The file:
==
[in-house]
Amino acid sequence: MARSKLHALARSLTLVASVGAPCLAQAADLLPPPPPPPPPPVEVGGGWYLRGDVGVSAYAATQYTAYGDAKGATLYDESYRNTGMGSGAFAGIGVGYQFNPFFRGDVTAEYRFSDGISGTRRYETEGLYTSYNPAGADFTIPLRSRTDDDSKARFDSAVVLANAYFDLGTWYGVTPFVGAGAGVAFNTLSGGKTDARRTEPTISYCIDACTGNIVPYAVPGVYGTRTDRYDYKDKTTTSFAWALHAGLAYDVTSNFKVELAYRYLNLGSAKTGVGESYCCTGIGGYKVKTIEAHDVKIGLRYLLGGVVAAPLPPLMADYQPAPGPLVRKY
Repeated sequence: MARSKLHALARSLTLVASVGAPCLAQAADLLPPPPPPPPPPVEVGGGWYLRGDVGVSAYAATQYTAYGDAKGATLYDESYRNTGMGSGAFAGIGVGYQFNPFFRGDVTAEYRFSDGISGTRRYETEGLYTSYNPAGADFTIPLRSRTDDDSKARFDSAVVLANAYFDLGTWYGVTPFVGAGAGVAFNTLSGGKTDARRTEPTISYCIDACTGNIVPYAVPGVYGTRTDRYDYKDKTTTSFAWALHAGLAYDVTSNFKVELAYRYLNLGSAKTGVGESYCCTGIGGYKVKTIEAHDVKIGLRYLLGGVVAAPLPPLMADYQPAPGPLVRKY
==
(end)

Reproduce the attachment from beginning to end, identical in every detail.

[in-house]
Amino acid sequence: MARSKLHALARSLTLVASVGAPCLAQAADLLPPPPPPPPPPVEVGGGWYLRGDVGVSAYAATQYTAYGDAKGATLYDESYRNTGMGSGAFAGIGVGYQFNPFFRGDVTAEYRFSDGISGTRRYETEGLYTSYNPAGADFTIPLRSRTDDDSKARFDSAVVLANAYFDLGTWYGVTPFVGAGAGVAFNTLSGGKTDARRTEPTISYCIDACTGNIVPYAVPGVYGTRTDRYDYKDKTTTSFAWALHAGLAYDVTSNFKVELAYRYLNLGSAKTGVGESYCCTGIGGYKVKTIEAHDVKIGLRYLLGGVVAAPLPPLMADYQPAPGPLVRKY
Repeated sequence: MARSKLHALARSLTLVASVGAPCLAQAADLLPPPPPPPPPPVEVGGGWYLRGDVGVSAYAATQYTAYGDAKGATLYDESYRNTGMGSGAFAGIGVGYQFNPFFRGDVTAEYRFSDGISGTRRYETEGLYTSYNPAGADFTIPLRSRTDDDSKARFDSAVVLANAYFDLGTWYGVTPFVGAGAGVAFNTLSGGKTDARRTEPTISYCIDACTGNIVPYAVPGVYGTRTDRYDYKDKTTTSFAWALHAGLAYDVTSNFKVELAYRYLNLGSAKTGVGESYCCTGIGGYKVKTIEAHDVKIGLRYLLGGVVAAPLPPLMADYQPAPGPLVRKY